A complete schedule of events, ticket information, venue locations, author bios and book synopses is available at http://www.jewishbookfestival.org. For more information or to order tickets by phone, call Renee’ at the Jewish Federation of Collier County at 239.263.4205.

Note: This article appeared in the October 26, 2017 Naples Florida Weekly.  See CCJBF 2018

 

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The making of a mensch

My Adventures with God, by Stephen Tobolowsky, Simon & Schuster, 320 pages Hardcover. $25.00

By Philp K. Jason

Premier character actor Stephen Tobolowsky offers a wide-arching memoir in the form of a series of remarkable vignettes. He positions himself as a man of faith who remains a questioner. He describes himself as a man whose outlook involves an internal competition between experience and more formal modes of learning. Light doses of Torah and Talmud interact with memories of crises, illuminations, losses and unalloyed satisfactions. Tobolowsky’s insights are often humorous, but never cruel. He takes us on a remarkable voyage – a sophisticated everyman, a committed yet somewhat restless Jew, and a profound and fluid storyteller.

Tobolowsky

The overall story could be accurately labeled “The Making of a Mensch.”

In telling his stories, Tobolowsky draws amazingly efficient portraits of those who meant the most to him: his parents and children, his first and second wives (and his childhood love for his second-grade heartthrob), rabbis and others from whom he gained understandings and solace, and close friends. As a man trained to inhabit a character, he has an instinct for the telling detail. As a man trained to deliver his part of a scripted conversation, he has an ear for recreating the vivid and meaningful conversations of times gone by.

The vignettes are grouped into several sections whose titles reinforce Tobolowsky’s development as a committed member of the Jewish community across time. You will recognize the echoes: “Beginnings,” “Exodus: A Love Story,” “The Call,” “Wilderness” and “The Words That Become Things.” Within these sections, which hold between five and eight stories (in some cases linked stories), Tobolowsky displays his marvelous ability to draw meaningful comparisons between the distant past, today, and stops along the way. Though the plan is primarily chronological, it is not always so. Sometimes, episodes are linked by association rather than by chronology. Sometimes, it is necessary to proceed backwards.

The author shares with us his interests and his explorations of books both sacred and secular, often the result of blurring such distinctions. He attests to the importance of dreams in his life, which he tells us “whisper rather than roar.” He is a man open to epiphanies. He is a man open to the mysteries of science and the possible parallels, if not necessarily links, between scientific thought and religious experience.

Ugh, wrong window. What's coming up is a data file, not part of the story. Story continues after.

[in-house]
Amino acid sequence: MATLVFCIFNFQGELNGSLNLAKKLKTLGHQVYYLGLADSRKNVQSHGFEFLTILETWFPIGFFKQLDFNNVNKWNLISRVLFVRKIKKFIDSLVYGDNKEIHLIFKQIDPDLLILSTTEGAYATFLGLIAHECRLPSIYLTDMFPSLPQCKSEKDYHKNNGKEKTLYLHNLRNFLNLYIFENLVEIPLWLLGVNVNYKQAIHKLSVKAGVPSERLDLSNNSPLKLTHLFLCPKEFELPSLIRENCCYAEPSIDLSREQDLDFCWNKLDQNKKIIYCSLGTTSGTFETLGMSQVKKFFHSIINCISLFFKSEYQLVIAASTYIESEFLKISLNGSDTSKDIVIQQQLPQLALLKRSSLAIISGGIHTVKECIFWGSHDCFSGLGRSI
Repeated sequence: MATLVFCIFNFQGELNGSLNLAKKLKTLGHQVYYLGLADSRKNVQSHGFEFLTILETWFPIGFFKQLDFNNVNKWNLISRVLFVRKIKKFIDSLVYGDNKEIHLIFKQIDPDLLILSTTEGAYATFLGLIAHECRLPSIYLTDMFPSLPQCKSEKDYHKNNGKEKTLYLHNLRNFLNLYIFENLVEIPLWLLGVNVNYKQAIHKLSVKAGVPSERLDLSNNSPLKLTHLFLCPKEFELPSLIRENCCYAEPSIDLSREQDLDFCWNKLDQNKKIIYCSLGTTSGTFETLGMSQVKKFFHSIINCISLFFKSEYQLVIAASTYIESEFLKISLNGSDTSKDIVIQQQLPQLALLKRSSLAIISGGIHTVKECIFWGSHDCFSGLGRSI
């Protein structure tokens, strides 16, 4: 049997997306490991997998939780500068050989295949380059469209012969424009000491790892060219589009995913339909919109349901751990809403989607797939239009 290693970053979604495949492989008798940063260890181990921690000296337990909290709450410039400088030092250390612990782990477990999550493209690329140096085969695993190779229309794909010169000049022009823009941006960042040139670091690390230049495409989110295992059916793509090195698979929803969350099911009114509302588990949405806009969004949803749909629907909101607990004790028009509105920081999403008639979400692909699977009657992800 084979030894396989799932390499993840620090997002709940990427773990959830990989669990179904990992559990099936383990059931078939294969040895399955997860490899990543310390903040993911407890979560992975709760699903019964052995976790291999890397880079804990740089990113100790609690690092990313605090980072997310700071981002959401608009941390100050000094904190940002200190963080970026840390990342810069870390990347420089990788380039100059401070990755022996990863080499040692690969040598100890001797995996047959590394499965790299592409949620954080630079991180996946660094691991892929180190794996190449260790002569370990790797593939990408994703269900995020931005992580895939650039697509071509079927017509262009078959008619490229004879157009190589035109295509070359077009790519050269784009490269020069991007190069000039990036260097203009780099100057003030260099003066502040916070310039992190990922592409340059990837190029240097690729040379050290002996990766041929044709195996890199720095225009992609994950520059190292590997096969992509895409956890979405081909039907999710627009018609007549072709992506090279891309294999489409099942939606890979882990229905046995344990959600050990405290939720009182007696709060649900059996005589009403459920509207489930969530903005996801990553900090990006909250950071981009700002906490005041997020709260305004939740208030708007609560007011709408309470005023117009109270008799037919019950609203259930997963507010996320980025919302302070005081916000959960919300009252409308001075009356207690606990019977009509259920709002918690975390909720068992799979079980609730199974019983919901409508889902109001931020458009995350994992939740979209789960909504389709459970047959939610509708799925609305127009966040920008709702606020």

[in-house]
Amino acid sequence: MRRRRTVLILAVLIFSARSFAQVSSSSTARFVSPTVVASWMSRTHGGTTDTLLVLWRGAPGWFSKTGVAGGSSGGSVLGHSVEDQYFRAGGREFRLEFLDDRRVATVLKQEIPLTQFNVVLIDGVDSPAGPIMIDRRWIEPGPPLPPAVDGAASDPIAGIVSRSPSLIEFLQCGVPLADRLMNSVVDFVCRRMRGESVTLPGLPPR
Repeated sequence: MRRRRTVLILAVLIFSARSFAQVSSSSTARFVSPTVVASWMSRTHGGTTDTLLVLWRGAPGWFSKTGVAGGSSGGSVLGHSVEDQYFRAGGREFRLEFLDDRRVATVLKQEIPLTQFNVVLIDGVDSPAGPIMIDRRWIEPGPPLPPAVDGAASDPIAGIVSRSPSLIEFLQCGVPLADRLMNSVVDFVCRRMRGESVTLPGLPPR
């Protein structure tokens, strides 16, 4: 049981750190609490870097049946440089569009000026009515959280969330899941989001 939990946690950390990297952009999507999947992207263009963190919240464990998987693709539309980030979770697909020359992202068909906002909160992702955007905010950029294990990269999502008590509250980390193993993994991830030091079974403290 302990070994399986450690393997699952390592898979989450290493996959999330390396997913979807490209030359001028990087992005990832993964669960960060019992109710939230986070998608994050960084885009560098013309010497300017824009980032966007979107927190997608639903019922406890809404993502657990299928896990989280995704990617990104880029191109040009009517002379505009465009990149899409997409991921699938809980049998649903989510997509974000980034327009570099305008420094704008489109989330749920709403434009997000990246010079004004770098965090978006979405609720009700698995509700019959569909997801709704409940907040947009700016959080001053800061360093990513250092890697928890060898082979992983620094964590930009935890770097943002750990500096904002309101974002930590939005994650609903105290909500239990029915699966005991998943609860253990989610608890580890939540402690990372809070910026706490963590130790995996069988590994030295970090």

This is not a career biography. Readers won’t discover much about Tobolowsky’s work in GleeMississippi BurningGroundhog DayMemento and other roles. Details about auditions and rehearsals, career successes and failures, and showbiz gossip, rarely surface (perhaps waiting for another book). An exception is the treatment of his first wife’s giant success as a playwright. Beth Henley’s Crimes of the Heart won the 1981 Pulitzer Prize for Drama. The story of Stephen and Beth’s relationship becomes a cautionary tale.

The focus, rather, is more on Tobolowsky’s life as a synagogue regular. How it began, how it developed, what kind of structure it gave his days and weeks, how it adjusted his vision of human nature on the one hand and Jewish wisdom on the other.

One can imagine that this book could have been more Job-like, more about the author’s quarrels with God. To use the word “adventures” in the title suggests an attitude of openness, of seeking and accepting challenges. It has a humorous tone. Throughout, it is this humor that floats the friendly scholarship, serious intent and occasional desperation of an exemplary seeker. It releases the joy.

This book is good for the Jews. It’s good for all lovers of wonderful stories.

 

Note: Tobolowsky appears December 6, 2017 at Jewishbookfestival.org.

 

This review, slightly reduced, was first published on the Jewish Book Council website and is reprinted with permission in the November 2017 editions of  Federation Star (Jewish Federation of Collier County), L’Chayim (Jewish Federation of Lee and Charlotte Counties) and The Jewish News (Jewish Federation of Sarasota / Manatee). Find the original at jewishbookcouncil.org/book/my-adventures-with-god

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Big girls don’t cry, nor do small girls who think and act big

“Play Big,” by Jen Welter with Stephanie Krikorian. Seal Press. 288 pages. Hardcover $26.00.

At once sports memoir and empowerment handbook, this feisty and engaging “how-to” is bound to attract a lot of attention. The author, a Vero Beach native, broke the glass ceiling in professional football in a variety of ways. She moved from being a championship performer in women’s professional football to playing for a men’s professional team to becoming linebacker coach for the NFL’s Arizona Cardinals.  

They said such a thing couldn’t be done and that the “boys’ club” would not accept her, but Jen Welter made it happen through a die-hard attitude and relentless self-improvement. Along the way, she became Dr. Jen, with a Ph.D. in psychology.